Within the TPOB model, Ajzen (1991) refers attitude of an individual. Attitude refers to the beliefs that the person holds about the behaviour (Armitage and Conner, 2001). Millennials hold luxury cosmetics in high regard and view them as a positive (Marketline, 2015), with studies finding that Millennials often save up their money for luxury products to impress others of their wealth (Eastman and Liu, 2012).

The attitude of luxury being held in high regard and is a status of wealth is a common view shared across generations (Han, Nunes and Drèze, 2010). However, Millennials are different to previous generations as they have the more of a positive attitude towards limited edition products and items that are promoted by celebrities (Marketline, 2015). Other generations such as the Baby Boomers have more brand Loyalty to be swayed by promotional campaigns (Reisenwitz and Iyer, 2007).

Subjective Norm

The TPB model states that a subjective norm is the normative beliefs of the groups that the individual is immersed in, for example this may be a peer group (Ajzen, 2011). As a result of Millennials being more active on social media than Baby Boomers and Generation X, Millennials have higher number of individuals partaking in the ‘online beauty community’. Within this community, individuals purchase more high-end beauty products than other groups (Kim et al, 2008) Millennials then see this as the subjective norm and thus purchase a greater amount of beauty products.

All generational segmentations may be equally influenced by their communities; however, the Millennial group have a global community (Libby, 2016) as they are more prominent on YouTube. Other segmentations have more local communities. There are many Millennial women discussing beauty products on social media platforms (Schewe et al, 2013). Click on the link below to see an example of this.

Perceived behavioural control (PBC)

PBC is the only factor that directly impacts on behaviour, as it refers to the individual’s ability to perform the behaviour in question. The individual has a set of accessible controlled beliefs and these either help or prevent the behaviour to take place. PBC may imitate actual behavioural control. An example of PBC is, if an individual wanted to purchase a luxury cosmetic product but cannot afford it, the PBC prevents the behaviour to take place (Ajzen, 2011).

Millennials are becoming the richest generation, with the most disposable income (Lodes, 2009) and can afford luxury cosmetics. Other generations may choose more affordable versions as their finances are required in other areas (Gurău, 2012). This may suggest that there are not differences in attitude and social norms but in disposable income.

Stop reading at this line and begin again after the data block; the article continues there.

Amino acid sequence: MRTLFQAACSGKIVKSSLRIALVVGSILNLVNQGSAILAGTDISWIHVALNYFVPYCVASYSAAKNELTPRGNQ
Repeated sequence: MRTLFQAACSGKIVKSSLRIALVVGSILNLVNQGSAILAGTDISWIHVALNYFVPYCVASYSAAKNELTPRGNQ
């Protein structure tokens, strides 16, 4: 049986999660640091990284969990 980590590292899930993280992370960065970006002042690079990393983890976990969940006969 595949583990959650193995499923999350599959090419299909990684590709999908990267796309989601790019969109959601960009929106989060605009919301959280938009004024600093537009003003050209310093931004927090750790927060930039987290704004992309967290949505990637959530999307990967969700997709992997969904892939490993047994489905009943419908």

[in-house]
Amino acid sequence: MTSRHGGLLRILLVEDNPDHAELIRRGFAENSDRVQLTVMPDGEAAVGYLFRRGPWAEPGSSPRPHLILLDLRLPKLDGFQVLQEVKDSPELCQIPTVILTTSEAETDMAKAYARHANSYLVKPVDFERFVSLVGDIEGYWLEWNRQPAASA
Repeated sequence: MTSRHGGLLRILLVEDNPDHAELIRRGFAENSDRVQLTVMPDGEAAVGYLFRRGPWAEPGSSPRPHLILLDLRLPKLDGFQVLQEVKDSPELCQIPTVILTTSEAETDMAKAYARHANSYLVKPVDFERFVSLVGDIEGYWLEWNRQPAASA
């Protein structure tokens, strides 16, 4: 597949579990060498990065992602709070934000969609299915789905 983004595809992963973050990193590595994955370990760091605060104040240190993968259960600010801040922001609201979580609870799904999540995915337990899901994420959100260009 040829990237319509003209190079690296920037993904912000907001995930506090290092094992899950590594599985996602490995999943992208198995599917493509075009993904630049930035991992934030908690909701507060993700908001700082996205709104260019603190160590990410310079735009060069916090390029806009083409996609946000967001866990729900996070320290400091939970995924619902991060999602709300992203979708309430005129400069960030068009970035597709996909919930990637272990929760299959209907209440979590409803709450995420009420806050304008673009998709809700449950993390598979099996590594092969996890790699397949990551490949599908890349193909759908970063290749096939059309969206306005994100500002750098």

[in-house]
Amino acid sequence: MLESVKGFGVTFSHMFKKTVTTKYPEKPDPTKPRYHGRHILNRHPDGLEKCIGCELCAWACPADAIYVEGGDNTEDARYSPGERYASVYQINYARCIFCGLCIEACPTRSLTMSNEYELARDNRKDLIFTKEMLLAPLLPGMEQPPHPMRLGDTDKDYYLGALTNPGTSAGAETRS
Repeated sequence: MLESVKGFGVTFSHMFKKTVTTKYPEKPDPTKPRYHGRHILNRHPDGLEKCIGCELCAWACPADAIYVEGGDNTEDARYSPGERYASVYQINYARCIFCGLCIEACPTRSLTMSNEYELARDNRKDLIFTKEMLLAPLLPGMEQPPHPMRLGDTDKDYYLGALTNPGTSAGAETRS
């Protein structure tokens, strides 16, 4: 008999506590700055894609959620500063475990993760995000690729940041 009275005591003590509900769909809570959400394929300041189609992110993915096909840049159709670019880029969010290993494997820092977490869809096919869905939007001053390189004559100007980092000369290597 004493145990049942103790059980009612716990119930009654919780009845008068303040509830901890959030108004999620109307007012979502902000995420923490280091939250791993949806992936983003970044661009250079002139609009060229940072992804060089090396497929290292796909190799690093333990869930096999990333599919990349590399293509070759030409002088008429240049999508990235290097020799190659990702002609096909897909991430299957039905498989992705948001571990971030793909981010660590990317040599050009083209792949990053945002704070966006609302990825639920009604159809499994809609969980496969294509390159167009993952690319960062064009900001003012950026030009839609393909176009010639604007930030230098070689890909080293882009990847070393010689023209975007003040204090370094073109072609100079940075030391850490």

Intention and Behaviour

When applying different segmentation characteristics to this model it would suggest that Millennials would be more likely to purchase luxury cosmetics.

Critique of TOPB

Psychologists and theorists are keen to see if there is a regression between the suggested variables and the behaviour taking place. It has been found through experimental research that this model is relatively successful in seeing if a behaviour will take place (Montano and Kasprzyk, 2015). However, despite the relative success of the model, human behaviour is complex and it is extremely unlikely that these three variables are the only factors influencing the individual’s intention to consumer a luxury beauty product. In addition, the model completely ignores any emotional responses that a consumer might have towards a product (Conner and Armitage, 1998).

Furthermore, older generations are more likely to form habits and routines, whereas younger Millennials are more likely to purchase products that are endorsed by celebrities (Marketline, 2016). This model does not explain why this is, in terms of the mediating processes that the cognitive approach refers to (Talmi, 2013), thus making this model a reductionist approach that only refers to the stimuli and the response (Egmond and Bruel, 2007).

Application of Generational Segmentation

Brands are keen to ensure that Millennials purchase their luxury products and have studied their consumer patterns. Millennials are the same as other generations when valuing status and quality, however they want fresh, new products that are celebrity endorsed. Estee Lauder, who are typically known to be a brand for the older female generations have, have launched their sister brand named Estee Edit to appeal to Millennials. Their products aim to be fashionable and fresh. They also have the celebrity endorser Kendall Jenner as the face to their brand. Estee Edit has been extremely popular with Millennial woman (Mayles, 2016).


There are similarities within consumer behaviour across all the generations, for example the perception of quality and status. However, Millennials are more interested in products that are limited addition and celebrity endorsed. In addition, Millennials are more influenced by social media, thus making them more likely to consume a larger number of luxury beauty products.